Marine Evangelism Flourishes As Humanists Ignored
A new video of Marines, in uniform, singing a Christian praise song during the official Faith Warriors Sunday worship service event a Marine Training. MAAF congratulates Camp Pendleton for providing such outstanding Christian support. MAAF has offered to prepare similar services with the support of a local Navy Chief Petty Officer certified as a humanist leader, a Marine Master Gunnery Sergeant, and new USC Humanist Chaplain Bart Campolo. Unfortunately chaplains have refused any opportunity for humanists to provide services alongside the evangelical events.
The Christian Post called the evangelical video a, “powerful video of nearly 500 U.S. Marines at the Marine Corps Base Camp Pendleton in California declaring ‘there is no God like Jehovah’.” They quoted the volunteer leader who said, “We would go down there and bring presents at Christmas for the guys in a company called LIMA Company. These were Marines that had been injured during training.” This sounds like great work. Reaching out to troops. Providing optional Christian services to those in need. What we see here is great support for Christians by Christians, but there’s evidence other beliefs aren’t supported.
Mikey Weinstein of the Military Religious Freedom Foundation points to the video to say, “This is what we’re up against.” Raul Martinez, a humanist leader in Las Vegas, says, “I just found it creepy.” Hopefully there is some relief as in this case, worship activities were (mostly) optional and during a faith-based Christian worship service.
MAAF supports a great humanist program at Air Force Basic Training. The program operates with command support outside the purview of the chaplains because the chaplains refused to help. We don’t have pictures or videos of those services because policy states trainees are not to be photographed. MAAF has reached out many times to Air Force Public Affairs in an effort to celebrate this shining light of accommodation of nontheists, but they have declined to tell the story.
This is where I could show video or pictures of humanist services at Camp Pendleton, but we have no way to officially support troops at Camp Pendleton because Chaplains are not open to our support. They claim there is no demand for humanist services yet they seem determined to ignore or stifle any interest in secular services. We find similar attitudes at every installation we reach out to. Christians are catered to by paid chaplains with funding, resources,a advertising, scheduling, and those same chaplains turn our requests for support away. At Camp Pendleton, they proudly post videos of an entire Marine unit carrying a giant Christian cross to emplace on a hill on the installation. That sort of unabashed command-sponsored proselytism sends a loud and clear message that non-Christian beliefs are unwanted.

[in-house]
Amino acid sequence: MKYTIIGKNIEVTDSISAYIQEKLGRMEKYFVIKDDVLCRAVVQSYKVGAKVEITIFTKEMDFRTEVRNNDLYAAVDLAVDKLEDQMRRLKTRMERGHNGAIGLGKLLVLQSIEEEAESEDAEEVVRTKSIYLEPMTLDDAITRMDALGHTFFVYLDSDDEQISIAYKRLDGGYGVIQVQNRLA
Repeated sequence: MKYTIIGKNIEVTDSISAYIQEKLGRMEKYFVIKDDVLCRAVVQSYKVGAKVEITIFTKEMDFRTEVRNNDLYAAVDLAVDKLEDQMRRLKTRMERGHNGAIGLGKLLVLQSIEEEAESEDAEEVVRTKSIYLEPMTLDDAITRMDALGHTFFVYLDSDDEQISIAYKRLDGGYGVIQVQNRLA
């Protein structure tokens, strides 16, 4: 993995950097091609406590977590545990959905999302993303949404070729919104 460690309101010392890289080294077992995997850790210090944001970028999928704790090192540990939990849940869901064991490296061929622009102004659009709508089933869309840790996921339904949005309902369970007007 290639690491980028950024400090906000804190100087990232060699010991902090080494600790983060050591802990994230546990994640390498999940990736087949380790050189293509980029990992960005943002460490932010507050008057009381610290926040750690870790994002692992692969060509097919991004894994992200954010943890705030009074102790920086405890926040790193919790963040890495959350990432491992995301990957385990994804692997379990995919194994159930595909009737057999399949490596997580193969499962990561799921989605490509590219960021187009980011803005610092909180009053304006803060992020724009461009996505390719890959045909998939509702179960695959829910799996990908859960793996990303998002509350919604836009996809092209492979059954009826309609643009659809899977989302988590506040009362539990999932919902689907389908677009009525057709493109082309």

Chapel services at Camp Pendleton include only token diversity. 39 Christian services (Catholic, Protestant, Gospel, LDS), 4 Jewish services, 2 Yoga, and one unidentified “Sing and Praying”. That’s 46 different events with nothing for nontheists and just 7 not explicitly Christian. For students only, there are three services: A Jewish service once per month, the weekly “Range 314 Service” for Christians, and the event in the video: Faith Warriors. No military commander could consider this representative of the true diversity of belief within the unit.
At least on the surface, reactions of outrage at this extreme evangelical indoctrination of trainees are understandable. There is also reason for concern when these personal, optional activities overflow into military culture. We see that evangelical Christians co-opt public land at Camp Pendleton for Christian shrines, turn unit mottos into prayers, and staff a chaplaincy with an evangelical population more three times that of the general population. But outrage at this video has often implied that personal, private worship is the problem, when that is not the case. It is critical to celebrate that Christians have the opportunity to express their faith. Those outraged should ask not for limits on the Christian activities but why, for all practical purposes, non-Christians are ignored. Calling an event like the Faith Warriors service “optional” discounts the fact that there are no equivalent options for those who don’t want evangelical Christianity. And the massive drop-off in attendance at such events outside the training context shows the strong incentive to attend the nearly exclusive relaxation time even if it means Christian indoctrination. And when chaplains block offers for humanist volunteers, the command should step in to find chaplains who value diversity.
How would it look if humanist services were the only ones offered and Christian ministries were turned away?